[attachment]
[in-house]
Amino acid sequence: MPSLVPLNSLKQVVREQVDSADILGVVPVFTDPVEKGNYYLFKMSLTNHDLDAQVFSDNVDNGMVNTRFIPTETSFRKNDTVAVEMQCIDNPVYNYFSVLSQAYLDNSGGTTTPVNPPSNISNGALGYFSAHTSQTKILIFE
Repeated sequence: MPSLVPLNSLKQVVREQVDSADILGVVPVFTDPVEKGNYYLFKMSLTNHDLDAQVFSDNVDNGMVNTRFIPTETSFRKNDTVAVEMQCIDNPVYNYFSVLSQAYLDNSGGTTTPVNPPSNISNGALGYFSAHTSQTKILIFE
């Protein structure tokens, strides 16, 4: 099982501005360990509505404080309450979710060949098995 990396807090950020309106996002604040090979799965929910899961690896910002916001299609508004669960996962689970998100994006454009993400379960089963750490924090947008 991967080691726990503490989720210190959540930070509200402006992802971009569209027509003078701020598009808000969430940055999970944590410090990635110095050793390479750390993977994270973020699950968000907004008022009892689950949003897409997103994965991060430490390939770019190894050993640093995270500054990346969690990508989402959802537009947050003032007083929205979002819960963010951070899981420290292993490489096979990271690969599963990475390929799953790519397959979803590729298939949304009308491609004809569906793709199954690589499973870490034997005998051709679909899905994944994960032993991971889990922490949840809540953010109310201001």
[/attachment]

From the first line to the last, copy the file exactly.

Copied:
[in-house]
Amino acid sequence: MPSLVPLNSLKQVVREQVDSADILGVVPVFTDPVEKGNYYLFKMSLTNHDLDAQVFSDNVDNGMVNTRFIPTETSFRKNDTVAVEMQCIDNPVYNYFSVLSQAYLDNSGGTTTPVNPPSNISNGALGYFSAHTSQTKILIFE
Repeated sequence: MPSLVPLNSLKQVVREQVDSADILGVVPVFTDPVEKGNYYLFKMSLTNHDLDAQVFSDNVDNGMVNTRFIPTETSFRKNDTVAVEMQCIDNPVYNYFSVLSQAYLDNSGGTTTPVNPPSNISNGALGYFSAHTSQTKILIFE
């Protein structure tokens, strides 16, 4: 099982501005360990509505404080309450979710060949098995 990396807090950020309106996002604040090979799965929910899961690896910002916001299609508004669960996962689970998100994006454009993400379960089963750490924090947008 991967080691726990503490989720210190959540930070509200402006992802971009569209027509003078701020598009808000969430940055999970944590410090990635110095050793390479750390993977994270973020699950968000907004008022009892689950949003897409997103994965991060430490390939770019190894050993640093995270500054990346969690990508989402959802537009947050003032007083929205979002819960963010951070899981420290292993490489096979990271690969599963990475390929799953790519397959979803590729298939949304009308491609004809569906793709199954690589499973870490034997005998051709679909899905994944994960032993991971889990922490949840809540953010109310201001």